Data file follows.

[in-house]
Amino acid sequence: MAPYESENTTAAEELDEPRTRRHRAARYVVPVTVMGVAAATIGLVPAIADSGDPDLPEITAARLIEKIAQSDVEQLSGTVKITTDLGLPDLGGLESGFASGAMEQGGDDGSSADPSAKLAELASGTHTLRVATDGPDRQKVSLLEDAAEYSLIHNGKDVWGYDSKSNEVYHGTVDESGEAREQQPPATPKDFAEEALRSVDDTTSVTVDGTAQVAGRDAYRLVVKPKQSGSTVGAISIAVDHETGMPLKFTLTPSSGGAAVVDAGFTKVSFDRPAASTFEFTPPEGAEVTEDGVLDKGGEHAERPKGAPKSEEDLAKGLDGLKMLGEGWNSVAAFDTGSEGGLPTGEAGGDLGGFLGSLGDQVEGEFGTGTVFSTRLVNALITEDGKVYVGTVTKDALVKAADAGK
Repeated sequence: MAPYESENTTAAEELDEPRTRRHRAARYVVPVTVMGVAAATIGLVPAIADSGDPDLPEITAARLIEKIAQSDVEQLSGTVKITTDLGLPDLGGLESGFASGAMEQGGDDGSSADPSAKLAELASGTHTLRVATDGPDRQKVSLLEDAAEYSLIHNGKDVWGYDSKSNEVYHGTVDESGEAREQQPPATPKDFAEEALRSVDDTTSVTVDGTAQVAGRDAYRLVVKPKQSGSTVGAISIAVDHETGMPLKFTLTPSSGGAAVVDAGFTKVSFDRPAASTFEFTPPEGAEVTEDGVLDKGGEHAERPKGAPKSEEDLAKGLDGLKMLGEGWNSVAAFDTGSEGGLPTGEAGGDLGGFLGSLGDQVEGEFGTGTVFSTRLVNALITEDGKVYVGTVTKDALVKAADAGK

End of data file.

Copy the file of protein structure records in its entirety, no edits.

[in-house]
Amino acid sequence: MAPYESENTTAAEELDEPRTRRHRAARYVVPVTVMGVAAATIGLVPAIADSGDPDLPEITAARLIEKIAQSDVEQLSGTVKITTDLGLPDLGGLESGFASGAMEQGGDDGSSADPSAKLAELASGTHTLRVATDGPDRQKVSLLEDAAEYSLIHNGKDVWGYDSKSNEVYHGTVDESGEAREQQPPATPKDFAEEALRSVDDTTSVTVDGTAQVAGRDAYRLVVKPKQSGSTVGAISIAVDHETGMPLKFTLTPSSGGAAVVDAGFTKVSFDRPAASTFEFTPPEGAEVTEDGVLDKGGEHAERPKGAPKSEEDLAKGLDGLKMLGEGWNSVAAFDTGSEGGLPTGEAGGDLGGFLGSLGDQVEGEFGTGTVFSTRLVNALITEDGKVYVGTVTKDALVKAADAGK
Repeated sequence: MAPYESENTTAAEELDEPRTRRHRAARYVVPVTVMGVAAATIGLVPAIADSGDPDLPEITAARLIEKIAQSDVEQLSGTVKITTDLGLPDLGGLESGFASGAMEQGGDDGSSADPSAKLAELASGTHTLRVATDGPDRQKVSLLEDAAEYSLIHNGKDVWGYDSKSNEVYHGTVDESGEAREQQPPATPKDFAEEALRSVDDTTSVTVDGTAQVAGRDAYRLVVKPKQSGSTVGAISIAVDHETGMPLKFTLTPSSGGAAVVDAGFTKVSFDRPAASTFEFTPPEGAEVTEDGVLDKGGEHAERPKGAPKSEEDLAKGLDGLKMLGEGWNSVAAFDTGSEGGLPTGEAGGDLGGFLGSLGDQVEGEFGTGTVFSTRLVNALITEDGKVYVGTVTKDALVKAADAGK